Sallie Mae, the financial services company known as a powerful player in the private student lending market, made a shift last year when it introduced a high-yield, online savings account and online certificates of deposit.
And last month, it announced further expansion of its retail banking business–a no-fee student checking account, which can be obtained through colleges and universities and used for direct disbursement of financial aid and tuition refunds.
Will potential credit union members be on the receiving end of these products? Maybe, say two credit union student loan vendor executives.
Sallie Mae’s student checking account is not a traditional checking account. It’s only available to students attending colleges and universities that elect to offer it and is intended to provide immediate access to financial aid and tuition refunds. But if students retain the accounts post-college, the product could potentially take away checking business from credit unions, said Michael Weber, vice president of marketing for Credit Union Student Choice, a service organization that provides private student lending products to about 180 credit unions.
"If you’re a credit union in a university town, that could have an impact on the credit union’s checking business," Weber said. "It’s something to be aware of."
Weber pointed out that credit unions’ share of the private student lending market is small. He estimates just several hundred credit unions actively participate.
Vince Passione, CEO of financial technology company Fynanz, which provides private student lending programs to more than 100 credit unions, said credit unions began originating private student loans around three years ago, mostly due to the rising costs of tuition, member demand for student loans and as a means of attracting Gen Y members.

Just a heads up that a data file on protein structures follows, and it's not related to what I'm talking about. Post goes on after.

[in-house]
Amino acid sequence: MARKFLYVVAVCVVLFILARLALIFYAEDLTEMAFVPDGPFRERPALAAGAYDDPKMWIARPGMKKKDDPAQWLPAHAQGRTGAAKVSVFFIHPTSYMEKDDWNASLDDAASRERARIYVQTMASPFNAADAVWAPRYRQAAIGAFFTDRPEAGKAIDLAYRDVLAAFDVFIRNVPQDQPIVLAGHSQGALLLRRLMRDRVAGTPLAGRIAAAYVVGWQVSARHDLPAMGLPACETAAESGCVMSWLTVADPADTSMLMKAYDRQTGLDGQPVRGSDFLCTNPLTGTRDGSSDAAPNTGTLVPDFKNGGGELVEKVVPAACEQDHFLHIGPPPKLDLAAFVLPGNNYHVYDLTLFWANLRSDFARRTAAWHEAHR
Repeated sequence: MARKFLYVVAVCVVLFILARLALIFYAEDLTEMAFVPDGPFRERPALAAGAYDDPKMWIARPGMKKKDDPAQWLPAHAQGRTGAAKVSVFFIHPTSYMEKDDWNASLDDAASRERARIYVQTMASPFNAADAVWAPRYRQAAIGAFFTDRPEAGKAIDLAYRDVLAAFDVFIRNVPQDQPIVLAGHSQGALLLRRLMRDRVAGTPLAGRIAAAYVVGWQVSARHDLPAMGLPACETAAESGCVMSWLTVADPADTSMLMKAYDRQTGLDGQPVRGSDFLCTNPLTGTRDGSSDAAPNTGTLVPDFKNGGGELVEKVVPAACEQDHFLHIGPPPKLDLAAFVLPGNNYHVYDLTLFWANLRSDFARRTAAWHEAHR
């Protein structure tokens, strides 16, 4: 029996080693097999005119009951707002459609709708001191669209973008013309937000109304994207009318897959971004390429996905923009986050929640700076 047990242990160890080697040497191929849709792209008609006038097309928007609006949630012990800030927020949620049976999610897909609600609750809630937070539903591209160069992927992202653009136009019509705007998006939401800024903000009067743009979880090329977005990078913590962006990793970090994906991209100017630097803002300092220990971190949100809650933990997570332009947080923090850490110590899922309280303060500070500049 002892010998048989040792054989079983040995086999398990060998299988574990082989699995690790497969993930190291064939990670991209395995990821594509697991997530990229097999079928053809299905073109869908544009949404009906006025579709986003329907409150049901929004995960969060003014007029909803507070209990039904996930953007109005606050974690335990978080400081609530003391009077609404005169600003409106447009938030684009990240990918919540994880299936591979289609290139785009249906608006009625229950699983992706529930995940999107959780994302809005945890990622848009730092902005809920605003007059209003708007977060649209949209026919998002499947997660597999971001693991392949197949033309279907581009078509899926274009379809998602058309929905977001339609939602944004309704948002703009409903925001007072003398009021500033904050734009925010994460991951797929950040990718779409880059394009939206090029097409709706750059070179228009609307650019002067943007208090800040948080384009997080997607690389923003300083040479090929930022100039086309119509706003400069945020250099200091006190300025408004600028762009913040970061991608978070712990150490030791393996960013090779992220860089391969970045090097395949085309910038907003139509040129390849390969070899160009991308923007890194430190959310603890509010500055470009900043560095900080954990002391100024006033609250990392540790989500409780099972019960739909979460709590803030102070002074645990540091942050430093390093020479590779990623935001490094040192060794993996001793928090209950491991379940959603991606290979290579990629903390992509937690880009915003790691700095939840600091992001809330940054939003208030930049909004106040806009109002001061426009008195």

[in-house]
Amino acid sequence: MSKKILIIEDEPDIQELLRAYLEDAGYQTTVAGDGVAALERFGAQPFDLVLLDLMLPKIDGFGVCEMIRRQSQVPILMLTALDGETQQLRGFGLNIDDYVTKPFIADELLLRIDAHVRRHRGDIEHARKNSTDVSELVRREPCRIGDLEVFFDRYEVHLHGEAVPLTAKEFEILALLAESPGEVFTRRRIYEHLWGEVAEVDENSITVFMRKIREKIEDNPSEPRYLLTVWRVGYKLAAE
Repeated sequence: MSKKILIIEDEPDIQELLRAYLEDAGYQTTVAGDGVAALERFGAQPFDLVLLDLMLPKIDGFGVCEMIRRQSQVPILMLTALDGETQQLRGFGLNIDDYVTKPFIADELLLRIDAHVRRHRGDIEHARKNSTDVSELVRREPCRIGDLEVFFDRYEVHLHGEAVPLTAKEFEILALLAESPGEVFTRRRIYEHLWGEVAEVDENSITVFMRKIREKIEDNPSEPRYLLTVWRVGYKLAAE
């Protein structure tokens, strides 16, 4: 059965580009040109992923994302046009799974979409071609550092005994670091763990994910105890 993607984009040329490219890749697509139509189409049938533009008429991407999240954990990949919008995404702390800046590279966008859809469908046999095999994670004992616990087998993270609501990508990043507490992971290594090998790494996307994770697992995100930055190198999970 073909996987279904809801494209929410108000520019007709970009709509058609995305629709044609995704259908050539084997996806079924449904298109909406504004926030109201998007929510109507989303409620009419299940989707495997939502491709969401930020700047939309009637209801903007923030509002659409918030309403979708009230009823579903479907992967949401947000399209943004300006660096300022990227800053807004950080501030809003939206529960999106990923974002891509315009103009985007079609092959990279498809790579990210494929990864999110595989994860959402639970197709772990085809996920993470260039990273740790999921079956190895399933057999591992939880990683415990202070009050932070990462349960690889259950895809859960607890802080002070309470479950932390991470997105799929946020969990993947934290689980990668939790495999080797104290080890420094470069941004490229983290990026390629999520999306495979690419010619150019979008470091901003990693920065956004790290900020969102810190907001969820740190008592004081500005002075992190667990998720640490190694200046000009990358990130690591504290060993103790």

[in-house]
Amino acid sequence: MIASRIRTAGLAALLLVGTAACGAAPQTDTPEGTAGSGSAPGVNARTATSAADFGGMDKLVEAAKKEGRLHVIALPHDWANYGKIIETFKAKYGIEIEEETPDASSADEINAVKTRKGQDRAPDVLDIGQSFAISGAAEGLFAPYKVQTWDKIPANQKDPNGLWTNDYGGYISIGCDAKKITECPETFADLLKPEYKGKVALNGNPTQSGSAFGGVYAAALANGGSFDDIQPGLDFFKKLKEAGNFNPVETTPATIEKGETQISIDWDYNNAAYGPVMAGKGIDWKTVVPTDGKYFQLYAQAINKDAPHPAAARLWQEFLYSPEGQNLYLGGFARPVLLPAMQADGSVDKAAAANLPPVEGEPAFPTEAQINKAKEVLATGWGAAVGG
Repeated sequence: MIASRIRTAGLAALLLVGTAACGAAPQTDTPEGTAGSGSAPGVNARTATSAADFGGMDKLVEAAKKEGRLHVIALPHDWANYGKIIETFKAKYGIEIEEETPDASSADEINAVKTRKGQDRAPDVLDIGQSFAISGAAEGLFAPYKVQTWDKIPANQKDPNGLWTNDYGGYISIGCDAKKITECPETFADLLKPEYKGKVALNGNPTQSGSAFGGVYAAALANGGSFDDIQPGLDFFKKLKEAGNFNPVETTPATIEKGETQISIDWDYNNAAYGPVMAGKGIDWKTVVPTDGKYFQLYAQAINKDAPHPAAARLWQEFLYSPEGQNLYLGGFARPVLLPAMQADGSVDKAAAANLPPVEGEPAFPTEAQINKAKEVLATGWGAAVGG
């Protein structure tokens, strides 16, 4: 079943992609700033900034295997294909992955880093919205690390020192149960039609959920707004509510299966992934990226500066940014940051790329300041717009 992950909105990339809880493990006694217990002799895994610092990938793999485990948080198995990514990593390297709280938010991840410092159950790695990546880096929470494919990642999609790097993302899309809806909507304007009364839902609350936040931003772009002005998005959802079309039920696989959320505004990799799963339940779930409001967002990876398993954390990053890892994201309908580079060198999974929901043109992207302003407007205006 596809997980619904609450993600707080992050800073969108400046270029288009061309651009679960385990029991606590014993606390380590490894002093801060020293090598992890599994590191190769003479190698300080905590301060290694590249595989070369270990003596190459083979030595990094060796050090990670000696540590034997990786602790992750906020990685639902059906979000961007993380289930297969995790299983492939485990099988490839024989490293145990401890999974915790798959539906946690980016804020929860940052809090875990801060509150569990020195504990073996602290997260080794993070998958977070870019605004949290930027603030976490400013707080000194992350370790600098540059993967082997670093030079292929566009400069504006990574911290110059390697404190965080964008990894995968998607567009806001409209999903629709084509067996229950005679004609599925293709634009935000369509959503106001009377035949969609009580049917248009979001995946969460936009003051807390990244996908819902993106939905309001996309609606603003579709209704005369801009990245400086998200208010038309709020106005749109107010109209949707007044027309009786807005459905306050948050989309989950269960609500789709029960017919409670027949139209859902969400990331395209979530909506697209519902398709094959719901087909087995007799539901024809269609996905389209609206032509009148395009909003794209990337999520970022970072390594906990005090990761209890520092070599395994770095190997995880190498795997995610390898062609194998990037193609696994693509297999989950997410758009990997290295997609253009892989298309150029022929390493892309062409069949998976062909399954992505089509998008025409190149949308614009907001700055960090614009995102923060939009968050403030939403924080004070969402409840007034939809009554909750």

And there are a number of credit unions that consider Sallie Mae a partner. More than 100 participate in its Smart Option Student Loan referral program, which allows them to refer members to loans that are underwritten, funded and serviced by Sallie Mae.
Passione said he thinks Sallie Mae’s referral program participants should consider the fact that the members they refer to Sallie Mae could potentially sign up for the student checking account and use it long term.
"Once Sallie Mae has that client, why wouldn’t they market their other products to them?" Passione said. "I think credit unions need to be careful."
Passione said on the other hand, he does not view Sallie Mae’s online savings account and certificates of deposit as a threat to credit unions. These products follow an online model, are not full-service accounts and are similar to those offered by ING Direct.
"[The savings products] are not targeted to students, and they’re using them to generate a deposit base," Passione said. "I don’t see it as directly competing."